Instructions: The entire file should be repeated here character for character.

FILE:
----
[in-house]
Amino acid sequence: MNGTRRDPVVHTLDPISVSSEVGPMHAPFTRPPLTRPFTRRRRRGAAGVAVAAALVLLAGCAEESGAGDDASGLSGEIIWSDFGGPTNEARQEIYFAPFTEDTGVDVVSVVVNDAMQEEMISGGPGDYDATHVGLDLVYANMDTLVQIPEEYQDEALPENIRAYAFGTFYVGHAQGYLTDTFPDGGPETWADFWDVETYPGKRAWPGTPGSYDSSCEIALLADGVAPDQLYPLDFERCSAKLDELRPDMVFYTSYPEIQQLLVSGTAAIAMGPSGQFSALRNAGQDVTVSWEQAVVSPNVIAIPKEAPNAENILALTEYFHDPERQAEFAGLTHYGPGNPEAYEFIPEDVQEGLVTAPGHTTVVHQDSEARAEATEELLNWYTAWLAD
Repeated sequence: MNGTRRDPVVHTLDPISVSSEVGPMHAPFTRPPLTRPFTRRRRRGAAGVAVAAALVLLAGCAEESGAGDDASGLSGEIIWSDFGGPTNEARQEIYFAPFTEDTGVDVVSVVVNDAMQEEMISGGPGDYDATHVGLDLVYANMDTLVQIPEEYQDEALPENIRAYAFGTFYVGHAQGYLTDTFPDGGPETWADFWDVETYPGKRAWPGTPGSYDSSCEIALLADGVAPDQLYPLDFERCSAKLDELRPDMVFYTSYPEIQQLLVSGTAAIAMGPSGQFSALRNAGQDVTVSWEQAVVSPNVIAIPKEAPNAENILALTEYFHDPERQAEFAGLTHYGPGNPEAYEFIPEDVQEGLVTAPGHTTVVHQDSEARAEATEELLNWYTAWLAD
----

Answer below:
[in-house]
Amino acid sequence: MNGTRRDPVVHTLDPISVSSEVGPMHAPFTRPPLTRPFTRRRRRGAAGVAVAAALVLLAGCAEESGAGDDASGLSGEIIWSDFGGPTNEARQEIYFAPFTEDTGVDVVSVVVNDAMQEEMISGGPGDYDATHVGLDLVYANMDTLVQIPEEYQDEALPENIRAYAFGTFYVGHAQGYLTDTFPDGGPETWADFWDVETYPGKRAWPGTPGSYDSSCEIALLADGVAPDQLYPLDFERCSAKLDELRPDMVFYTSYPEIQQLLVSGTAAIAMGPSGQFSALRNAGQDVTVSWEQAVVSPNVIAIPKEAPNAENILALTEYFHDPERQAEFAGLTHYGPGNPEAYEFIPEDVQEGLVTAPGHTTVVHQDSEARAEATEELLNWYTAWLAD
Repeated sequence: MNGTRRDPVVHTLDPISVSSEVGPMHAPFTRPPLTRPFTRRRRRGAAGVAVAAALVLLAGCAEESGAGDDASGLSGEIIWSDFGGPTNEARQEIYFAPFTEDTGVDVVSVVVNDAMQEEMISGGPGDYDATHVGLDLVYANMDTLVQIPEEYQDEALPENIRAYAFGTFYVGHAQGYLTDTFPDGGPETWADFWDVETYPGKRAWPGTPGSYDSSCEIALLADGVAPDQLYPLDFERCSAKLDELRPDMVFYTSYPEIQQLLVSGTAAIAMGPSGQFSALRNAGQDVTVSWEQAVVSPNVIAIPKEAPNAENILALTEYFHDPERQAEFAGLTHYGPGNPEAYEFIPEDVQEGLVTAPGHTTVVHQDSEARAEATEELLNWYTAWLAD